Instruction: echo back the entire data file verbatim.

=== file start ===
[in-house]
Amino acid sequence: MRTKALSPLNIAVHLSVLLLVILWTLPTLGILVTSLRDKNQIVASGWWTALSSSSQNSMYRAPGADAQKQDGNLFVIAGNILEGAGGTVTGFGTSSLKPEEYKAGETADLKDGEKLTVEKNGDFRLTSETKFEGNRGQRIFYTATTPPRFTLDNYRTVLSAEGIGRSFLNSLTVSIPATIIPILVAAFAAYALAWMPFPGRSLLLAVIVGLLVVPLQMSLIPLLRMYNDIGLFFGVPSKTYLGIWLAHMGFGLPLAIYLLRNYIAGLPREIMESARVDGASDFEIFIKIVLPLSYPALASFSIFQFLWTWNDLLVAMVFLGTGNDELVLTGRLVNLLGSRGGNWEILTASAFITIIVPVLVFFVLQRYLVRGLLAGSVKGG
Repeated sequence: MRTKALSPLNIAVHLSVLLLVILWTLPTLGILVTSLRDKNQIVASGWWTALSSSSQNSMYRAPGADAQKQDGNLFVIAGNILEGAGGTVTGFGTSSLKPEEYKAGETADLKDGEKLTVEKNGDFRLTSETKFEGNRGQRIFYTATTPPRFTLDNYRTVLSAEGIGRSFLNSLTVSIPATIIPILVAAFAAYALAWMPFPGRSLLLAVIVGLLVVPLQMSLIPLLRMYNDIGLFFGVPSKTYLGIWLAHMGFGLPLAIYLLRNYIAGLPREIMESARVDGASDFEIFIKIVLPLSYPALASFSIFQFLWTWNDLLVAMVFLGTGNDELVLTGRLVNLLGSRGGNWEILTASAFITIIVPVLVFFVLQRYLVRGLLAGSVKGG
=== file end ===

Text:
[in-house]
Amino acid sequence: MRTKALSPLNIAVHLSVLLLVILWTLPTLGILVTSLRDKNQIVASGWWTALSSSSQNSMYRAPGADAQKQDGNLFVIAGNILEGAGGTVTGFGTSSLKPEEYKAGETADLKDGEKLTVEKNGDFRLTSETKFEGNRGQRIFYTATTPPRFTLDNYRTVLSAEGIGRSFLNSLTVSIPATIIPILVAAFAAYALAWMPFPGRSLLLAVIVGLLVVPLQMSLIPLLRMYNDIGLFFGVPSKTYLGIWLAHMGFGLPLAIYLLRNYIAGLPREIMESARVDGASDFEIFIKIVLPLSYPALASFSIFQFLWTWNDLLVAMVFLGTGNDELVLTGRLVNLLGSRGGNWEILTASAFITIIVPVLVFFVLQRYLVRGLLAGSVKGG
Repeated sequence: MRTKALSPLNIAVHLSVLLLVILWTLPTLGILVTSLRDKNQIVASGWWTALSSSSQNSMYRAPGADAQKQDGNLFVIAGNILEGAGGTVTGFGTSSLKPEEYKAGETADLKDGEKLTVEKNGDFRLTSETKFEGNRGQRIFYTATTPPRFTLDNYRTVLSAEGIGRSFLNSLTVSIPATIIPILVAAFAAYALAWMPFPGRSLLLAVIVGLLVVPLQMSLIPLLRMYNDIGLFFGVPSKTYLGIWLAHMGFGLPLAIYLLRNYIAGLPREIMESARVDGASDFEIFIKIVLPLSYPALASFSIFQFLWTWNDLLVAMVFLGTGNDELVLTGRLVNLLGSRGGNWEILTASAFITIIVPVLVFFVLQRYLVRGLLAGSVKGG